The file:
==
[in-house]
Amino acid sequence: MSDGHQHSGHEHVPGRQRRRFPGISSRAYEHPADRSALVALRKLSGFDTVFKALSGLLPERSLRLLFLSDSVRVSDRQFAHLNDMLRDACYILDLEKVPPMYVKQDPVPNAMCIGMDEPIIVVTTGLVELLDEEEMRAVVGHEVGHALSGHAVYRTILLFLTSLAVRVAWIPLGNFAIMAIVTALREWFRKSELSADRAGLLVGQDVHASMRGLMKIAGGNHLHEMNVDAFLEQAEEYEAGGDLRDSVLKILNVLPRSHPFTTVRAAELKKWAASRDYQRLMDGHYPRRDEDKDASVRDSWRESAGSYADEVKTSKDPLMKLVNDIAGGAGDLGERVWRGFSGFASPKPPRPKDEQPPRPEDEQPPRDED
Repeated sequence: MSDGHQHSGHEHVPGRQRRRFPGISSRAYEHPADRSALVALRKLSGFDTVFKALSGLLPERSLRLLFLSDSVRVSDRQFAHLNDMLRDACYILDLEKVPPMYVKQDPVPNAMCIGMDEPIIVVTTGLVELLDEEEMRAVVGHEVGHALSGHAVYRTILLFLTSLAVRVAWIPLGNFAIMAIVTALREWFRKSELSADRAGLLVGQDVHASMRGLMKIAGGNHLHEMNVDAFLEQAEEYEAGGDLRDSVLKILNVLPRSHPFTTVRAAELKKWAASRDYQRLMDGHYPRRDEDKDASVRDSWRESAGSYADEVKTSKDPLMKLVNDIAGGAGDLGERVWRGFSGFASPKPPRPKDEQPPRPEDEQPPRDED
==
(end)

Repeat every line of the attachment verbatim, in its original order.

[in-house]
Amino acid sequence: MSDGHQHSGHEHVPGRQRRRFPGISSRAYEHPADRSALVALRKLSGFDTVFKALSGLLPERSLRLLFLSDSVRVSDRQFAHLNDMLRDACYILDLEKVPPMYVKQDPVPNAMCIGMDEPIIVVTTGLVELLDEEEMRAVVGHEVGHALSGHAVYRTILLFLTSLAVRVAWIPLGNFAIMAIVTALREWFRKSELSADRAGLLVGQDVHASMRGLMKIAGGNHLHEMNVDAFLEQAEEYEAGGDLRDSVLKILNVLPRSHPFTTVRAAELKKWAASRDYQRLMDGHYPRRDEDKDASVRDSWRESAGSYADEVKTSKDPLMKLVNDIAGGAGDLGERVWRGFSGFASPKPPRPKDEQPPRPEDEQPPRDED
Repeated sequence: MSDGHQHSGHEHVPGRQRRRFPGISSRAYEHPADRSALVALRKLSGFDTVFKALSGLLPERSLRLLFLSDSVRVSDRQFAHLNDMLRDACYILDLEKVPPMYVKQDPVPNAMCIGMDEPIIVVTTGLVELLDEEEMRAVVGHEVGHALSGHAVYRTILLFLTSLAVRVAWIPLGNFAIMAIVTALREWFRKSELSADRAGLLVGQDVHASMRGLMKIAGGNHLHEMNVDAFLEQAEEYEAGGDLRDSVLKILNVLPRSHPFTTVRAAELKKWAASRDYQRLMDGHYPRRDEDKDASVRDSWRESAGSYADEVKTSKDPLMKLVNDIAGGAGDLGERVWRGFSGFASPKPPRPKDEQPPRPEDEQPPRDED